Esrolia - Land of 10,000 Goddesses

From: jorganos <joe_at_MQFzvrHay1mgjltg3LODfTivw2KNMDkmbCTlqtcWBUApWSqx8PlP_72GzPrMUss9aGGOo6Eq>
Date: Tue, 20 May 2008 08:47:05 -0000

This year's official release at Tentavles - Esrolia - the Land of 10,000 Goddesses - volume 10 of the Stafford Library - debuted not in an extremely limited luxury edition, but in a generally available preliminary convetion edition, breaking a trend which delayed the previous two publications in that series by a year each.

The material expands the couple of pages devoted to Esrolia to a booklet of 58 pages, covering three major sections:

Esrolia - 16 pages, half of which deal with how the Esrolians live and are organized, the other half is devoted to Ezel, the greatest temple of Ernalda on the Surface World.

The Great City - 30 pages about Nochet, following its history from a "Green Agey" beginning through history up to Belintar taking over, with city descriptions for various ages.

We learn about the survival of Nochet under the protection of the Only Old One, of the Silver Age reconstruction of Nochet under Great Queen Mernarga, and of Nochet in history. There are maps accompanied by short gazetteers for various times.

Finally, there are the Other Esrolian Matters: seven pages on other notable places in Esrolia, like the great Necropolis on Malthin River, the cities of Pedastal and Rhigos, various shorter tidbits, and under the heading "The Shadowlands" some more information on the Kitori and the Only Old One in the Dawn Age.

The Tentacles edition has no Index to speak of, yet. (There will be page references in the Index at soonish.)

Production quality is quite high. Metal ring-binding, a plastic sheet to stablilize the cover, and - unlike the earlier publications that make up the Stafford Library -.good illustrations and maps throughout the booklet.Add a decent index and perhaps a short glossary, and page count will be up to par with the earlier works.

Some of the texts are reprints - What My Mother Told Me appeared already in HeroQuest Voices, and some passages of the Esrolia annex to the History of the Heortling Peoples have seen little editing or expansion. It does make sense to put them together into a single volume, though.

Getting in some gazetteer of modern Esrolia would be desirable.

This book tells you almost enough to run a game of high intrigue between Esrolian Enfranchised Houses of Nochet and outsiders. It has less to say about rural Esrolia, ordinary people of Esrolia, or Esrolian males, but having an agent of a house and her followers as troubleshooters would work out well. Unlike with the Wenelian Trader Princes, there is ample opportunity and precedent to get really, really nasty. Esrolian houses might be well prepared to enter Lunar Dart Competitions.

To me, the most interesting items were the role and identity of Imarja in Esrolian society, the suppression of their Vingkotling history, and the quite detailed Darkness and Silver Age survival tales of Nochet.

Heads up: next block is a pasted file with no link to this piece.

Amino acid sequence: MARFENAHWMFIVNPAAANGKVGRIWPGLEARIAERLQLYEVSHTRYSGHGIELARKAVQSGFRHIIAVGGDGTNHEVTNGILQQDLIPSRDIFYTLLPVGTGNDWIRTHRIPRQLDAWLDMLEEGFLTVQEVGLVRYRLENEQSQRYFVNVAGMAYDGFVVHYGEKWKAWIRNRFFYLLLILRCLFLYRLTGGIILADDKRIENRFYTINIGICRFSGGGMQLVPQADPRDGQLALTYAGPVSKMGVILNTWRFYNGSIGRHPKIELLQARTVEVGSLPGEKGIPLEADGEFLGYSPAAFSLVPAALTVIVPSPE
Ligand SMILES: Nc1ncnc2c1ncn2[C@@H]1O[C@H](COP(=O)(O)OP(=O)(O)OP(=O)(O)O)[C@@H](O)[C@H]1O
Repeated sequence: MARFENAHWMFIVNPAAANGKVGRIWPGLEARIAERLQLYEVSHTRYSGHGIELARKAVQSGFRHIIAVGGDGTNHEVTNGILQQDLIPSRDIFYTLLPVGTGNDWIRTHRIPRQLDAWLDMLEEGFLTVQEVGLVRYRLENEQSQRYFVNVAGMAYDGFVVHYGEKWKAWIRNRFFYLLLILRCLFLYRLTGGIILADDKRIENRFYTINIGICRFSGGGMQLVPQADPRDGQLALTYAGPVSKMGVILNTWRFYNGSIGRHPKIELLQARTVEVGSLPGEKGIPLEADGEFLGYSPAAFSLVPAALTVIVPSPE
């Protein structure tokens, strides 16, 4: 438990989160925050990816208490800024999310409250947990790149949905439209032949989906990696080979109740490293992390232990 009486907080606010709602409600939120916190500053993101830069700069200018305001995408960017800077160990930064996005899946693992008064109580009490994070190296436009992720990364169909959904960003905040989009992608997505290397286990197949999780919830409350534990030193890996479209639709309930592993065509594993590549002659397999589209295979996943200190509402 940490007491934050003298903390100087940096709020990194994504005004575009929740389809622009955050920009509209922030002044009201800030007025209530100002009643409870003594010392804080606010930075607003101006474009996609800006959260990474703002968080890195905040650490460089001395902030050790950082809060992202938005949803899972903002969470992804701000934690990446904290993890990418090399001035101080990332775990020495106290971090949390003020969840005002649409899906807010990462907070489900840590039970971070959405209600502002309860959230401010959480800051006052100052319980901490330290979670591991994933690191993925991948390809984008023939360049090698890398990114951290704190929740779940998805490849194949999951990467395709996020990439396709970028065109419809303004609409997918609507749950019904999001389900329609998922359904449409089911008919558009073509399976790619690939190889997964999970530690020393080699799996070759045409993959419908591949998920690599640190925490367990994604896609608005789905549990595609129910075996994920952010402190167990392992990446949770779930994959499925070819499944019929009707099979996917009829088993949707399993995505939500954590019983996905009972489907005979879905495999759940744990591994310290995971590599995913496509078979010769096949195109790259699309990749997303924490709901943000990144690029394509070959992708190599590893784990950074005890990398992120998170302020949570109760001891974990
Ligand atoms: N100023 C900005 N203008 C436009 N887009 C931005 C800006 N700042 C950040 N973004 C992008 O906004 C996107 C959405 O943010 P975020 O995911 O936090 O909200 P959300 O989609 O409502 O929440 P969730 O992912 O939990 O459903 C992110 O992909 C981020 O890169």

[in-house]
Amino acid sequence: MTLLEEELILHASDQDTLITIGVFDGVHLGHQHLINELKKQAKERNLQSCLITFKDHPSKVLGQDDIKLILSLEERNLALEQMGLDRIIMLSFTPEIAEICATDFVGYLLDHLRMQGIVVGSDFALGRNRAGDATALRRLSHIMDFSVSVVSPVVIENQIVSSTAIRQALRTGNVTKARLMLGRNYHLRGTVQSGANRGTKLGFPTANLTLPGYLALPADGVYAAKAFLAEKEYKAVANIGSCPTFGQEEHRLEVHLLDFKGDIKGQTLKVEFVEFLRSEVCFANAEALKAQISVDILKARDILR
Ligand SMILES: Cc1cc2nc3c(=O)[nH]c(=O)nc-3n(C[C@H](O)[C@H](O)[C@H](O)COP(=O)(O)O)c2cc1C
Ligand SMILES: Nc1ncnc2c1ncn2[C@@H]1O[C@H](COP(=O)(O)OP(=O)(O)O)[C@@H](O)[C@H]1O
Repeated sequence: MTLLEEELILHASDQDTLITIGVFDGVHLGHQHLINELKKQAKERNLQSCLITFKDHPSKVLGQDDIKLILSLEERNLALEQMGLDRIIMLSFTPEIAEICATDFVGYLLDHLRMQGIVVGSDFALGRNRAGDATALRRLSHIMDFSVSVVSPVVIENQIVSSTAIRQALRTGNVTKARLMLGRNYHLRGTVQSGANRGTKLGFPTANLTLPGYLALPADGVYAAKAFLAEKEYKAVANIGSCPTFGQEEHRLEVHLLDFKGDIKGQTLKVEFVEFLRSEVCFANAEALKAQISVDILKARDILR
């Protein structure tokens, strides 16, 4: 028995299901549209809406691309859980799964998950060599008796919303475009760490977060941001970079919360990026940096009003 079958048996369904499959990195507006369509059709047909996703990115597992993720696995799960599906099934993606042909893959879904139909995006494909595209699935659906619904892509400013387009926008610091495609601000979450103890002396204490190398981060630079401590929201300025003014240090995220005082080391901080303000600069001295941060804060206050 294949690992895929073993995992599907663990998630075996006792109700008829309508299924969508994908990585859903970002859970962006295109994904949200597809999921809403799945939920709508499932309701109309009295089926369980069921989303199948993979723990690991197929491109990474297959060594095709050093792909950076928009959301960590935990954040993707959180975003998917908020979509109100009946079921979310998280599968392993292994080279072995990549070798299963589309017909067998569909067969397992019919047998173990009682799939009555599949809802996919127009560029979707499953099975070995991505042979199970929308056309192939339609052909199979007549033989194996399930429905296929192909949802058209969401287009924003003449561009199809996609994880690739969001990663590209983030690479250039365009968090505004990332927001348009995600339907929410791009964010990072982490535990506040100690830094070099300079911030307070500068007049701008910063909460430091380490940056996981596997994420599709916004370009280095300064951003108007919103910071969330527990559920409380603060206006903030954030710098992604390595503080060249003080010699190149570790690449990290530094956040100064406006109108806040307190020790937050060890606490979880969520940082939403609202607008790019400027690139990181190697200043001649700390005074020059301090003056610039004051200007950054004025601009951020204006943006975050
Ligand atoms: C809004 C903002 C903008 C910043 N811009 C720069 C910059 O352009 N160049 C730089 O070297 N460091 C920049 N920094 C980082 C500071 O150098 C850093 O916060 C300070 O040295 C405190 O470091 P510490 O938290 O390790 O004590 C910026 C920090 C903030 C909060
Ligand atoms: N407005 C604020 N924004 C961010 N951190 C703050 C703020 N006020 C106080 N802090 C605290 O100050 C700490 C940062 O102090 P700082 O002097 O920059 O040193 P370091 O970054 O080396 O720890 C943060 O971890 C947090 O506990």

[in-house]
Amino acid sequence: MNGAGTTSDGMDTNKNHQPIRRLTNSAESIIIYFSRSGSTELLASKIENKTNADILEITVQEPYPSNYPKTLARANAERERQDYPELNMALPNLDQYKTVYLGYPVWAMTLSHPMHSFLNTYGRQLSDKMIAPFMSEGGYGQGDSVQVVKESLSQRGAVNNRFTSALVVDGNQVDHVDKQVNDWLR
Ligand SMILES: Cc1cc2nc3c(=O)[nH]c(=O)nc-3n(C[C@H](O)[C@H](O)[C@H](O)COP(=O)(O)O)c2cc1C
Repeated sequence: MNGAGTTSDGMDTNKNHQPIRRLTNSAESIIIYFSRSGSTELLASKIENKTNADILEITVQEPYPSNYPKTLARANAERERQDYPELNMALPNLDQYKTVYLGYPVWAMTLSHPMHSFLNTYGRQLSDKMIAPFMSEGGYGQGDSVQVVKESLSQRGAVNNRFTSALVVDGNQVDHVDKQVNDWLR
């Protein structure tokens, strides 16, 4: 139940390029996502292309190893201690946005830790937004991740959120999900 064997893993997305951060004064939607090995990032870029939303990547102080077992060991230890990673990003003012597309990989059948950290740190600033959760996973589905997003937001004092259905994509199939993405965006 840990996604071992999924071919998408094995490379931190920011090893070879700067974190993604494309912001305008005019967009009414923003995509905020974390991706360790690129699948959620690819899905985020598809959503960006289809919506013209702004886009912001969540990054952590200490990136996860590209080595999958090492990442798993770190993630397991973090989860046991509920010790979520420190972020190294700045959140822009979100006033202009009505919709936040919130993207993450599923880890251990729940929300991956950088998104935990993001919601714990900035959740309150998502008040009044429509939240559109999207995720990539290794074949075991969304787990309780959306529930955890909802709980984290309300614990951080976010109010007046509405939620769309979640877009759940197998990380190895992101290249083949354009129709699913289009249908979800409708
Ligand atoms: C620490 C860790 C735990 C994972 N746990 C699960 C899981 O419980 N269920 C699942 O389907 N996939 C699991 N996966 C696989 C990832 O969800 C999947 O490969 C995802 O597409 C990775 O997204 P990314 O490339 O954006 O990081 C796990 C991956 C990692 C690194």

It would be nice to have a bit more of the context the Rastagar snippet hints at - family relations and the prequel that led to the Kodigvari kinstrife. The story starts with "Rastagar was still angry at his sister," without ever naming the sister and the other traitors involved.

One of the quotes which really had me is "The story of Belintar is too well known to repeat here." It isn't.... We get a few snippets distributed all over the book. Still, the story remains untold.

There is a strange trend whenever numbers (other than 10,000) are involved. The sums don't calculate right. That seems to have mythical importance.

One item I really missed - and usually what I miss about durulz in Glorantha is their absence - is the connection between Imarja and the durulz. There just has to be one...

What we get is the sudden appearance of Isbarn the Goose Girl presenting an egg to the inhabitants of future Nochet, which incites them to set up the Charter of Law, defining urban civilization. Later on, Goose Girl attempts to have her daughters study the mystical truths, which they fail at, arrive at a different, more immediate magic, and kill her, to become the Immortals. This story could very well have Vithelan origins.

It might also help explain why the durulz were cursed...

That aside, that Imarja has a dark side to her that might even overshadow Sedenya. Apparently Imarja is receiving the sacrifices of males by the Grandmothers. Officially starting with Kalops, but I cannot help wonder whether Rastagar and his army were the first to be sacrificed to the demonic aspect of this goddess. It would explain where she got the vitality to supply the city of Nochet with goose meat when everything else went dead and deader.

Now, who's game for a discussion whether the Imarjan Creation Story is a phony later addition, an import from elsewhere, or genuine Green Age material from Esrolia?            

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